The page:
I was very weak because I had a fever and was bleeding a lot. I could hardly stand on my own, and I was embarrassed because I had no bladder control at all because of the Foley catheter injury I’d gotten during labor. So to not clean my room would have been a huge slip and fall hazard and to not allow clean sheets and towels would have been just gross, but that was policy.

    This housekeeper stopped in twice a day every single day that I was there to clean, leave me towels, change my sheets, ask how I was doing and to tell me that she was praying for us. I embarrassed by the mess I was constantly making, but she never made me feel like it was anything at all. She said more kind words to me and spent more time caring my needs than the rest of the hospital staff combined, and she was risking her job to do it. She even brought food when there were extra patient meals on the floor. My husband and I tried to tell her how grateful we were for her kindness, but I don’t think we could ever adequately express what a blessing she was to us.

    • I’m so glad you had an amazing person taking care of you when you needed it. I don’t understand how the hospital discharged you with the symptoms you described, especially the fever. That’s horrible.

  10. That’s so sad that they don’t have a room-in policy, where mom can stay in a room while baby gets well. When I brought my son in to be seen just hours after being born at home, I was able to stay there for 3 days and they brought me meals. A nurse even asked if I wanted her to check me out because I looked faint and pale and they gave me extra strength ibuprofen for my afterpains.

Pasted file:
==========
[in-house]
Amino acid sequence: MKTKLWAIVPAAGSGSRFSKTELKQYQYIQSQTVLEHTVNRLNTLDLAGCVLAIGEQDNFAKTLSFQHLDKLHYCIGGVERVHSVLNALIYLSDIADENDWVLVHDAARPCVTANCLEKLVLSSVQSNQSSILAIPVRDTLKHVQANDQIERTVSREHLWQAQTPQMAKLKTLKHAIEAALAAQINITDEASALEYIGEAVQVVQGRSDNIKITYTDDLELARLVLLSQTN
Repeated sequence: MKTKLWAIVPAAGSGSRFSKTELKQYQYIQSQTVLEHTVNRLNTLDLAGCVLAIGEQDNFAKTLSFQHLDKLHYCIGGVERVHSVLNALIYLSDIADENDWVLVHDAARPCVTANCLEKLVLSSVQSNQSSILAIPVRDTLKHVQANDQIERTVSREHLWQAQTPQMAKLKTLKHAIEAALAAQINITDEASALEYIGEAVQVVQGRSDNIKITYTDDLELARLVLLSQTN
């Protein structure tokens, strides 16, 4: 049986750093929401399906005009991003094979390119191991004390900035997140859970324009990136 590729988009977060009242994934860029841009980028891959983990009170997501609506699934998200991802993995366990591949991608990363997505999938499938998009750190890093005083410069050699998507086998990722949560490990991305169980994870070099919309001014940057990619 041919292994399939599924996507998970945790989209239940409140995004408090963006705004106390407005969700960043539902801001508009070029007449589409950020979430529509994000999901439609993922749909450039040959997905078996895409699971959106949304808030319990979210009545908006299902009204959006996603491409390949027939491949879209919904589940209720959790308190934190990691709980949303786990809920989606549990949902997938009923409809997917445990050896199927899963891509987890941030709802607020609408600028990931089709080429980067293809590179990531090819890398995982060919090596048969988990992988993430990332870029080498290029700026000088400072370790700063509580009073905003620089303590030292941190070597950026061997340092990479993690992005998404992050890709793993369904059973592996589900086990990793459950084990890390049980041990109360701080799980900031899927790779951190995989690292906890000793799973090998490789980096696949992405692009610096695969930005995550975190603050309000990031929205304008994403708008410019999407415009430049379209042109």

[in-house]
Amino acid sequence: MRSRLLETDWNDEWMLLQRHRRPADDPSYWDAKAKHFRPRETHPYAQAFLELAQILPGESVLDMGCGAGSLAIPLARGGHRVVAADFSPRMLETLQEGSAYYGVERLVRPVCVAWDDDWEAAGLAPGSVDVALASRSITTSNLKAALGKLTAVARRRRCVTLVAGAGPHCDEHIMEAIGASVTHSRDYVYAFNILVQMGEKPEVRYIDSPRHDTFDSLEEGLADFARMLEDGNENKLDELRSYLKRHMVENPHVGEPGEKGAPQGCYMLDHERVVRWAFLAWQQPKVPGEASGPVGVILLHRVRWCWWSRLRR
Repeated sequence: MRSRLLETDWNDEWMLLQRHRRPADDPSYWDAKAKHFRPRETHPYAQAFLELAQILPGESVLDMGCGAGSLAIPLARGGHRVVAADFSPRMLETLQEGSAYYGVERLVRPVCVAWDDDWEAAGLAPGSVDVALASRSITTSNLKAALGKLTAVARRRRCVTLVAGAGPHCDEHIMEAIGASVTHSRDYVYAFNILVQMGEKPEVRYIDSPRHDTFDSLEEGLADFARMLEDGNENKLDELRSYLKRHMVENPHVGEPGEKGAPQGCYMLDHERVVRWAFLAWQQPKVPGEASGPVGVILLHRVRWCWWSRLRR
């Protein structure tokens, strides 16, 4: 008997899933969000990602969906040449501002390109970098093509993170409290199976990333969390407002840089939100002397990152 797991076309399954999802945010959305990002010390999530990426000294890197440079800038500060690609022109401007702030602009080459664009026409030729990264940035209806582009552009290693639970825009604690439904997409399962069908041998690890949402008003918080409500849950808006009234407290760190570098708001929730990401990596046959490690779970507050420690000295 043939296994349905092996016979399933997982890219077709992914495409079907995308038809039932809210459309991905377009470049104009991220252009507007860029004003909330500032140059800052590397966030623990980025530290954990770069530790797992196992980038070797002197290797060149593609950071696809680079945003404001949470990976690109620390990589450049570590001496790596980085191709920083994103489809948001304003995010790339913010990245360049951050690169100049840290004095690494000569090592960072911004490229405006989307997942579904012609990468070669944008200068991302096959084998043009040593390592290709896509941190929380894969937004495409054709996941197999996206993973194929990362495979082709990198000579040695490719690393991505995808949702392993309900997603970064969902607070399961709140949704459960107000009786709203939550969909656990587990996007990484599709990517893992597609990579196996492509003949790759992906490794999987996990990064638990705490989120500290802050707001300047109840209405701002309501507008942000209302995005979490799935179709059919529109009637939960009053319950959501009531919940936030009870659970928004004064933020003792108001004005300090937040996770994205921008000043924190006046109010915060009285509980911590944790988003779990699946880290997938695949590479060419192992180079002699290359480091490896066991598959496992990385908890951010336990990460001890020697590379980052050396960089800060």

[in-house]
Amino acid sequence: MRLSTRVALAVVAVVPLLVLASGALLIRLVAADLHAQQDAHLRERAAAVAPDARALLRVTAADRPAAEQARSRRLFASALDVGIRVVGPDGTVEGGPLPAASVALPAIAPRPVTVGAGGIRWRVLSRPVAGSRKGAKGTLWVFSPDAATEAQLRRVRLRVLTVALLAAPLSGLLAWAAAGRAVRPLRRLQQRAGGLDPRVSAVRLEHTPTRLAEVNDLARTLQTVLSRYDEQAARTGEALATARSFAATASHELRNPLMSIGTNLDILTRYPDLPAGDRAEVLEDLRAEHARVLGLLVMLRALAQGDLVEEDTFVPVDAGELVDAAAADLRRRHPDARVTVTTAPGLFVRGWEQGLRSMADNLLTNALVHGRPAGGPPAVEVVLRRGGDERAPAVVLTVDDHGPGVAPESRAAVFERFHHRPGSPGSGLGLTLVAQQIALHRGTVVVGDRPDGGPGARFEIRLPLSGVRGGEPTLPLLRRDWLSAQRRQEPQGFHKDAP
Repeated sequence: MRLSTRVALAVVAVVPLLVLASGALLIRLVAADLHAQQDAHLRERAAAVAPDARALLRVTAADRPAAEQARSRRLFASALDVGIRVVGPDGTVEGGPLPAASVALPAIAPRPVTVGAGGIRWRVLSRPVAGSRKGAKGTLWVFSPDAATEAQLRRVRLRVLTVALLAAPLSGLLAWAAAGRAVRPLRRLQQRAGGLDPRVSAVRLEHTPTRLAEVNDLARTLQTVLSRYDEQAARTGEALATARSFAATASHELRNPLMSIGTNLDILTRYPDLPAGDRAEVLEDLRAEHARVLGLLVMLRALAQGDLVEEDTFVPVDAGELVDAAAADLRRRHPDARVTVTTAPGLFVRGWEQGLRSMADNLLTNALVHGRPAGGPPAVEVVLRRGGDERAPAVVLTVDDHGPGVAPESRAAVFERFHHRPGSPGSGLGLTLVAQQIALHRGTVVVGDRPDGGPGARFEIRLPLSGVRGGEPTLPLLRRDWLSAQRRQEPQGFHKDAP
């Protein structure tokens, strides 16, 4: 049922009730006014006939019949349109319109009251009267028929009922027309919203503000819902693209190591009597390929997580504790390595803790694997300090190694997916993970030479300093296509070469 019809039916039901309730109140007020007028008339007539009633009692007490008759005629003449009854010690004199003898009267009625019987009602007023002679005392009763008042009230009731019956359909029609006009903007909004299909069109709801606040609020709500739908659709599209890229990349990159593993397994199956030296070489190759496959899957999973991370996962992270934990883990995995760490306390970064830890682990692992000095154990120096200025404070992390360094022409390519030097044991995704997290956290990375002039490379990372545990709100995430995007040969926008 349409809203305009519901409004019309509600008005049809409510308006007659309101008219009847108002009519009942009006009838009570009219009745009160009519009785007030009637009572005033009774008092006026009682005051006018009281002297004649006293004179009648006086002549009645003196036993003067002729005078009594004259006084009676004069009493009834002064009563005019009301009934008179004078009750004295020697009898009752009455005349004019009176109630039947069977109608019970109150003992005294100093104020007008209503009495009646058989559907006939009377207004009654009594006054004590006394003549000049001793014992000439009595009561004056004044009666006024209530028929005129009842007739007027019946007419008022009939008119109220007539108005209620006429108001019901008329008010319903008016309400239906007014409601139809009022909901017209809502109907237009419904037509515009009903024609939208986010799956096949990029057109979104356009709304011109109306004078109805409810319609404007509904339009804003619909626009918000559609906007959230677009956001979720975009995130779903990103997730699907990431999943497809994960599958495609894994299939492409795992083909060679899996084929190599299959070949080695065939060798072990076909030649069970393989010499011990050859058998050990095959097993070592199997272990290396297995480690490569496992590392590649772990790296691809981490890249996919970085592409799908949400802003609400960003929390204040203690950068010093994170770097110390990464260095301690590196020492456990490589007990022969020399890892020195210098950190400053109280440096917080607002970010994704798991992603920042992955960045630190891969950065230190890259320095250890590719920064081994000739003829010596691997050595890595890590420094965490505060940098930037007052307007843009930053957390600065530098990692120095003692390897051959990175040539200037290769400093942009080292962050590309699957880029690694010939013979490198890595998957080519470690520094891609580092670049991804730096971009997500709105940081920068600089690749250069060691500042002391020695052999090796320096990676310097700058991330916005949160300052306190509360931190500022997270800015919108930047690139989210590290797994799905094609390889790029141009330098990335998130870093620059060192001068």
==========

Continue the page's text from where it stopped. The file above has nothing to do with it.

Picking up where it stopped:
11. Wow, that’s awesome! When my last was in the NICU there was no “accommodation room”, no food, and I wasn’t even allowed to have water or use my cell phone in the NICU. :/

  12. My son had to stay in the NICU for ten days after he was born to complete a full course of antibiotics (I developed a fever which I suspect was related to the epidural, I got to take my meds home but he didn’t). I had to leave after four days. I received no accommodations, nothing was even discussed about me being able to stay with him. My husband couldn’t drive at that time, so for me that meant I was driving (five days after a c/s that was NOT healing well) to the hospital four times a day to breastfeed and/or deliver pumped milk. I was so happy the day I was able to bring him home!

  13. It sounds like the OP shouldn’t have even been discharged yet.

    The housekeeping staff member sounds like a lovely woman. I’m so glad she was kind to OP.

    RE nicu care – at least some hospitals are changing. My local hospital is “baby friendly” and all babies in nicu are in their own room that also has space for parents, as they strongly encourage breastfeeding and kangaroo care.